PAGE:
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Workshop on Exception Handling
for a 21st Century Programming Language

Leuven, May 14, 2001

To be held at the
6th International Conference on Reliable Software Technologies - Ada-Europe'2001

    As the complexity of modern software systems grows, so does the need to deal reliably and efficiently with an increasing number of abnormal situations. The most general mechanism for this is exception handling, which is becoming a standard feature in modern languages.

    A general exception handling mechanism should be well integrated with the other features of a language and conform to its programming paradigms. Increasing evidence from researchers and practitioners indicates that the exception handling in Ada 95 does not adequately reflect the whole range of programming paradigms supported by the language. In particular, the exception handling model remains based on Ada 83 while Ada 95 is object oriented. Furthermore, exceptions and concurrency are, arguably, not well integrated. A task with an unhandled exception dies silently, and one has to resort to asynchronous transfer of control for passing exceptions asynchronously between tasks. It is not clear that this solution extends well into a distributed environment. Yet another problem is the existence of anonymous exceptions.

    New fault tolerance schemes based on existing exception handling facilities have been developed in research environments. This is important as it allows higher level abstractions providing more advanced mechanisms to be introduced without impacting the language definition.

      The aims of the workshop are:

    • to share experience on how to build modern systems that have to deal with abnormal situations;
    • to discuss how solutions to those needs can be developed employing standard Ada features including the current exception handling paradigm; and
    • to propose new exception handling mechanisms / paradigms that can be included in future revisions of the Ada language and also fit high integrity language profiles for safety critical systems.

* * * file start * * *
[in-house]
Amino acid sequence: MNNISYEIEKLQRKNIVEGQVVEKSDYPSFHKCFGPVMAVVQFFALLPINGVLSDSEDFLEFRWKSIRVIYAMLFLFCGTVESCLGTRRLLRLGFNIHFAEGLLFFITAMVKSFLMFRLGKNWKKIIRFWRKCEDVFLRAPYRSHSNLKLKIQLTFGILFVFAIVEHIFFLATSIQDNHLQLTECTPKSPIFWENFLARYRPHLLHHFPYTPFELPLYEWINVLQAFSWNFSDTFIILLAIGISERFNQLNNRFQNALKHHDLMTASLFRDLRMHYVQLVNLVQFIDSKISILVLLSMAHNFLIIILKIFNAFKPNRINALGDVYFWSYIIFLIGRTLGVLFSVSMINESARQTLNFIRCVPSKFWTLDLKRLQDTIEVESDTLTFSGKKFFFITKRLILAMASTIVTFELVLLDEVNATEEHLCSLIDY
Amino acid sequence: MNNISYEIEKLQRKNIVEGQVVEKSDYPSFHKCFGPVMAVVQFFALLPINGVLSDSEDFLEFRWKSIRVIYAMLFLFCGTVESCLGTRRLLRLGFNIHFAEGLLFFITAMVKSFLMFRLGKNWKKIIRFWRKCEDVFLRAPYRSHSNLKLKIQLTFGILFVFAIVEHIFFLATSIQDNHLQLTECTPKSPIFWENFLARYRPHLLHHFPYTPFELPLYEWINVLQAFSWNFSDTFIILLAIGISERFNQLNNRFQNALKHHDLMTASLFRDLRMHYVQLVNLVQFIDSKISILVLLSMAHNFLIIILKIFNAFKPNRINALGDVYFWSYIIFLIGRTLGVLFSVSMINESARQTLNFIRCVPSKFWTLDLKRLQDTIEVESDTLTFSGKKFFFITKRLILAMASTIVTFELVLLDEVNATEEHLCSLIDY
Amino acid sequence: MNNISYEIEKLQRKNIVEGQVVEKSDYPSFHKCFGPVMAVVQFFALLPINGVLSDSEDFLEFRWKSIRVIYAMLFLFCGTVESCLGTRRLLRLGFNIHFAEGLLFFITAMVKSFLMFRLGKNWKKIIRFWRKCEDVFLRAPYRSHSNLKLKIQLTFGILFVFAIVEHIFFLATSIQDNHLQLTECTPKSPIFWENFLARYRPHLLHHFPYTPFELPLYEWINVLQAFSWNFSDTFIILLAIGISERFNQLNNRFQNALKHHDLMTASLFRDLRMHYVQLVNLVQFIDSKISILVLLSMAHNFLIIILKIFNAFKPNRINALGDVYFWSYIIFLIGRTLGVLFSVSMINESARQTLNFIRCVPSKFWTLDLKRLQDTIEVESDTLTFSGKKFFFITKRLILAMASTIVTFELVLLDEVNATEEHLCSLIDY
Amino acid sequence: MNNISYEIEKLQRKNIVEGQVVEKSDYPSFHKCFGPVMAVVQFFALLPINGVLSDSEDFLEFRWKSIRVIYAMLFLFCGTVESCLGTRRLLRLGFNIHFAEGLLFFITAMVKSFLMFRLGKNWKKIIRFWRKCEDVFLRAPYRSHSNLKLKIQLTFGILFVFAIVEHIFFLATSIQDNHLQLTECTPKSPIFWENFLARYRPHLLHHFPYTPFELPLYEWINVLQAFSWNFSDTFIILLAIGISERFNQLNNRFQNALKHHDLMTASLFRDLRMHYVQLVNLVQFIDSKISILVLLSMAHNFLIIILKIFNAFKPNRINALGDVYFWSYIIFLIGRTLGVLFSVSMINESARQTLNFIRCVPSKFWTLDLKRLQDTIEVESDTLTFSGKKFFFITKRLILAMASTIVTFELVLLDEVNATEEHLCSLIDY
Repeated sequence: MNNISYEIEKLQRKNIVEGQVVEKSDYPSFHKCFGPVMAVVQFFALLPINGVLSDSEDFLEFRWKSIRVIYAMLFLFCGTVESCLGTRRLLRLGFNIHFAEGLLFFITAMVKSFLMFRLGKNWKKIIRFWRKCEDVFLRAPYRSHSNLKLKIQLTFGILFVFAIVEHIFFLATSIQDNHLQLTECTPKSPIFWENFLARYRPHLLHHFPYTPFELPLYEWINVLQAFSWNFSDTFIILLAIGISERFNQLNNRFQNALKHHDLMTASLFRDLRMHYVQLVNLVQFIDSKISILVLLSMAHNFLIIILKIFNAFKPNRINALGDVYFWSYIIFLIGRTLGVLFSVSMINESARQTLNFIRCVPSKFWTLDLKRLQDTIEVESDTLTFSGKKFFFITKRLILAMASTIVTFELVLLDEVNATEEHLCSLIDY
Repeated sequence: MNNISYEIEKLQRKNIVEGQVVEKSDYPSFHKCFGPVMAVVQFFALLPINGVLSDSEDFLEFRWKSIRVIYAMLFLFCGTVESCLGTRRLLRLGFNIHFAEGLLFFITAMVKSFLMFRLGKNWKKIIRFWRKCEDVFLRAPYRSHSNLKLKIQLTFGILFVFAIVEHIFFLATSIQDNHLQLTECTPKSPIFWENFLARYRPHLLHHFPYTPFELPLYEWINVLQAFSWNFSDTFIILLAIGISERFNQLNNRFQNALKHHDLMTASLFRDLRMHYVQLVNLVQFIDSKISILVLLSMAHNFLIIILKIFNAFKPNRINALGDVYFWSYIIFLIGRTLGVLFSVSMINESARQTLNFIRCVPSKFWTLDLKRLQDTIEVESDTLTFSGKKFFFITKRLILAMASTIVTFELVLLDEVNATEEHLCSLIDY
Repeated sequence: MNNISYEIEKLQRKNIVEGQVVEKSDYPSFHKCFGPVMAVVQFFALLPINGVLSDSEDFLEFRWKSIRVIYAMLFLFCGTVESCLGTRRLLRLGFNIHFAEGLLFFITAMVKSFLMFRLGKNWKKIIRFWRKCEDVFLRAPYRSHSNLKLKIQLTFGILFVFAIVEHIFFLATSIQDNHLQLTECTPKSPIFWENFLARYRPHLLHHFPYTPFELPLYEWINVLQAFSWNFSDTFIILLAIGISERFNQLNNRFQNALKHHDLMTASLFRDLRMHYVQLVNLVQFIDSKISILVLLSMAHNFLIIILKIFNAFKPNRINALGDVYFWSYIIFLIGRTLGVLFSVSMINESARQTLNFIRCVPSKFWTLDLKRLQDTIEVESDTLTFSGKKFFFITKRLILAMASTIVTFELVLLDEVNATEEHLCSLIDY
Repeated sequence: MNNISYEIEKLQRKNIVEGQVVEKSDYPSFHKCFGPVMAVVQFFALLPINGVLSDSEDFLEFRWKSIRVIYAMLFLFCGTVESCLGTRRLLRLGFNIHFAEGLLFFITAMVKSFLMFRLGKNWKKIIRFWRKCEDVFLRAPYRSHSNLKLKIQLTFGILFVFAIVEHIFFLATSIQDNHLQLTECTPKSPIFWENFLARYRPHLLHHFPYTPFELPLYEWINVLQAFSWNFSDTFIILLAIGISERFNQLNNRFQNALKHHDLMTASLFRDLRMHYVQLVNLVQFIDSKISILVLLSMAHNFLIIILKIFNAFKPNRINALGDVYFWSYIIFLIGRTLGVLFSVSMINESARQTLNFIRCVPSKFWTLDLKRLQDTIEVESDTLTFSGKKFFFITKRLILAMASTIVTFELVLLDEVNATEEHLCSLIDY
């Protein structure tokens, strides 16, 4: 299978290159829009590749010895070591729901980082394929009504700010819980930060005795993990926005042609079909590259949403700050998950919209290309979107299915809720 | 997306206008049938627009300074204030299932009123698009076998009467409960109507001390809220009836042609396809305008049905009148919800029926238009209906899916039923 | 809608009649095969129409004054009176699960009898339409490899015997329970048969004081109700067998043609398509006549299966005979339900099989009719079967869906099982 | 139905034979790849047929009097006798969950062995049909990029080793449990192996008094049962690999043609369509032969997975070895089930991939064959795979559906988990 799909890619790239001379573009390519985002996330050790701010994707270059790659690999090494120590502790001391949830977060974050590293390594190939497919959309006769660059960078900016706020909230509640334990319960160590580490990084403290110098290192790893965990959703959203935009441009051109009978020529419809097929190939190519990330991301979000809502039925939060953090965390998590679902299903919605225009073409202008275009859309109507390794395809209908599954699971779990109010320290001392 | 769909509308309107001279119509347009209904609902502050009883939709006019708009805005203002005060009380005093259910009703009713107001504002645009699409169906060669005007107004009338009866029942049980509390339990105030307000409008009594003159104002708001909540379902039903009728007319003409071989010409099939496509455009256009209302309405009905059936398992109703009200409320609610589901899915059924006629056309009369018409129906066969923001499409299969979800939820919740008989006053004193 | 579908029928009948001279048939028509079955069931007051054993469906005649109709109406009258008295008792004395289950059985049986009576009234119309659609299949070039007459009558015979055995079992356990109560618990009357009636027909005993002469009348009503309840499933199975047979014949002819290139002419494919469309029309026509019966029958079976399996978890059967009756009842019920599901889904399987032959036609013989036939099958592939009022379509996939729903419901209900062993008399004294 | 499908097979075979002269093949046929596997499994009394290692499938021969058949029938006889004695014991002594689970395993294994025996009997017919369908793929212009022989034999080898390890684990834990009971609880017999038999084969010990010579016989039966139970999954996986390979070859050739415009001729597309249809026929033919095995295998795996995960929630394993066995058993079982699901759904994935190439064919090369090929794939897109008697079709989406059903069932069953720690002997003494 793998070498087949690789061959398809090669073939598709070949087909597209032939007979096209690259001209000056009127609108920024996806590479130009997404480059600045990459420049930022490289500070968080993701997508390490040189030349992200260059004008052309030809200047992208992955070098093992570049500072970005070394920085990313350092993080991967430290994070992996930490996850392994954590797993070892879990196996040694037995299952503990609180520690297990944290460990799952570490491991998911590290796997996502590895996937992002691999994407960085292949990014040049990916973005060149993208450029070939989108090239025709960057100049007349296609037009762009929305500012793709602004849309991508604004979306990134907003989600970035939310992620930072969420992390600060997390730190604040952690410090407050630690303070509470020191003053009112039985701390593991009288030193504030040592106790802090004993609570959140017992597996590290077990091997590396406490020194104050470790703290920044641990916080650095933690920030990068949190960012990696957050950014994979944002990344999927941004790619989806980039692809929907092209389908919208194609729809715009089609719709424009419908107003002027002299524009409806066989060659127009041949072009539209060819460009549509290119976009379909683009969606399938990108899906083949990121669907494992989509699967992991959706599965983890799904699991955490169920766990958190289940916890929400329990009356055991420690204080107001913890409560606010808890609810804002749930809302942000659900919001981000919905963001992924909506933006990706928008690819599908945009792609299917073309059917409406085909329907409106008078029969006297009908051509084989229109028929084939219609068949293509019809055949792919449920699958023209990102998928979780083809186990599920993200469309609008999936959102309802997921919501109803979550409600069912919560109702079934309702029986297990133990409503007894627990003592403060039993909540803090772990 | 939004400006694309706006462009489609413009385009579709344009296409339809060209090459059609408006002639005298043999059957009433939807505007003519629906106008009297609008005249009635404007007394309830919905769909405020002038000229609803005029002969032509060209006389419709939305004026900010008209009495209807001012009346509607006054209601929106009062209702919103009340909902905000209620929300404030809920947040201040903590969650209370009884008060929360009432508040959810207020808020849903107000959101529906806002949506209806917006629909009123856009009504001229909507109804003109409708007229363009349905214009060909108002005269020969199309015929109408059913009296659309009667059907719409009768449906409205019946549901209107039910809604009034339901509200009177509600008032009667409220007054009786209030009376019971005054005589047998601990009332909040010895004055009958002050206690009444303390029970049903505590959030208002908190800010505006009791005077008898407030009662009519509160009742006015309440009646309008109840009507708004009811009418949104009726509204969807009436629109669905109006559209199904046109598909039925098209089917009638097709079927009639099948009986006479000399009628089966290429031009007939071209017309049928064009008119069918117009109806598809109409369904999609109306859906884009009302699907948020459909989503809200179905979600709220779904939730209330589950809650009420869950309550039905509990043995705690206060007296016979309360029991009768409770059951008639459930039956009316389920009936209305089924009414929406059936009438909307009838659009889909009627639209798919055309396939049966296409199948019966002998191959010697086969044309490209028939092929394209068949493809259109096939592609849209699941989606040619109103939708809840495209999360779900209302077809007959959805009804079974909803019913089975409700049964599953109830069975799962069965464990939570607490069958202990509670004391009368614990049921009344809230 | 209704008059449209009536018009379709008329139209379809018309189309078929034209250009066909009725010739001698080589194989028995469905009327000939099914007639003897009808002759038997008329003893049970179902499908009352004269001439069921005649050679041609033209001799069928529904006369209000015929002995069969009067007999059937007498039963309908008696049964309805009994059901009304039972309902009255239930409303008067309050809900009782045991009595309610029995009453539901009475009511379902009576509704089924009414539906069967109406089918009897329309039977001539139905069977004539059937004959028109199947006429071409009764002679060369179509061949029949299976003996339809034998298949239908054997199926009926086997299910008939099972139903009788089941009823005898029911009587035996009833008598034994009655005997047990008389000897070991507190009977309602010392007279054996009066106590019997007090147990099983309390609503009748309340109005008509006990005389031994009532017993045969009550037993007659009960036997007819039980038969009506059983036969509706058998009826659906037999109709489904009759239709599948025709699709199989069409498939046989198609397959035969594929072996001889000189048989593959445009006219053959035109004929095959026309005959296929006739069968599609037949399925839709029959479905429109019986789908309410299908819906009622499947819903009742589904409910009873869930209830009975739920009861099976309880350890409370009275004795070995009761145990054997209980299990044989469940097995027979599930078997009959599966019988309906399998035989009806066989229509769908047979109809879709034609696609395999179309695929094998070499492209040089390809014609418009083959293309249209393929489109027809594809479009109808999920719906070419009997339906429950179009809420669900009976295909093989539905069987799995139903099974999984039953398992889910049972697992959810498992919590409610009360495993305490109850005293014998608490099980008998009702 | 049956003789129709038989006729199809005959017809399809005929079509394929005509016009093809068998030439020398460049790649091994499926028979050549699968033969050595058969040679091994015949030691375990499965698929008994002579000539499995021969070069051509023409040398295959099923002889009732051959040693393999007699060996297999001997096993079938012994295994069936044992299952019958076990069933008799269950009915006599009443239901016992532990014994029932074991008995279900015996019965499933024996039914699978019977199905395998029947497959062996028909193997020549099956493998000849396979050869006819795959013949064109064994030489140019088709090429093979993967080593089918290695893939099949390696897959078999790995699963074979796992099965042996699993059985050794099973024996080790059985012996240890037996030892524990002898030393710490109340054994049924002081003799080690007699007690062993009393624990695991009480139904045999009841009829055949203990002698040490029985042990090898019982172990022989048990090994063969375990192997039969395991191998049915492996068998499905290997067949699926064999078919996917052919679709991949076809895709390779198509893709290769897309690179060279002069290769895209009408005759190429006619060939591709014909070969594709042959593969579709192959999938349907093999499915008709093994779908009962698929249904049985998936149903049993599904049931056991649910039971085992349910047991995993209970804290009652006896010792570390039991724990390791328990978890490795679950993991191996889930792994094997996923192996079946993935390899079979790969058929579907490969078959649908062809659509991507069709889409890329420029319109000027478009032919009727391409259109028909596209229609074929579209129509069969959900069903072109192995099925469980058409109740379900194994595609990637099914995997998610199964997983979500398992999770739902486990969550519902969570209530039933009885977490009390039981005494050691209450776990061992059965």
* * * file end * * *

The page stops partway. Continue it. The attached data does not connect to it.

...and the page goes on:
Participation to the workshop is limited to 25-35 individuals and is by invitation upon acceptance of a submission. All types of submissions are welcome: brief position papers, experience reports, full research papers, etc. All papers will be made available to workshop participants before the workshop. The workshop will include talks based on the submitted papers and intensive shepherded discussion sessions. The submissions and a workshop summary will be published in Ada Letters.

      Submissions should be sent electronically (preferable in ps or pdf format) to Alexander Romanovsky:

      Electronic submission: January 31, 2001
      Notification: March 15, 2001
      Revised versions of papers: April 15, 2001

      Workshop co-chairs:
      Alexander Romanovsky (U. of Newcastle)
      Alfred Strohmeier (EPFL)
      Andy Wellings (U. of York)

      Workshop Program Committee:
      Bill Bail (MITRE)
      Jörg Kienzle (EPFL)
      Pat Rogers (Software Arts and Sciences)
      Bo Sanden (Colorado Technical U.)
      Anand Tripathi (U. of Minnesota)
      Tullio Vardanega (ESA)
      Thomas Wolf (Paranor)

      Workshop web page:

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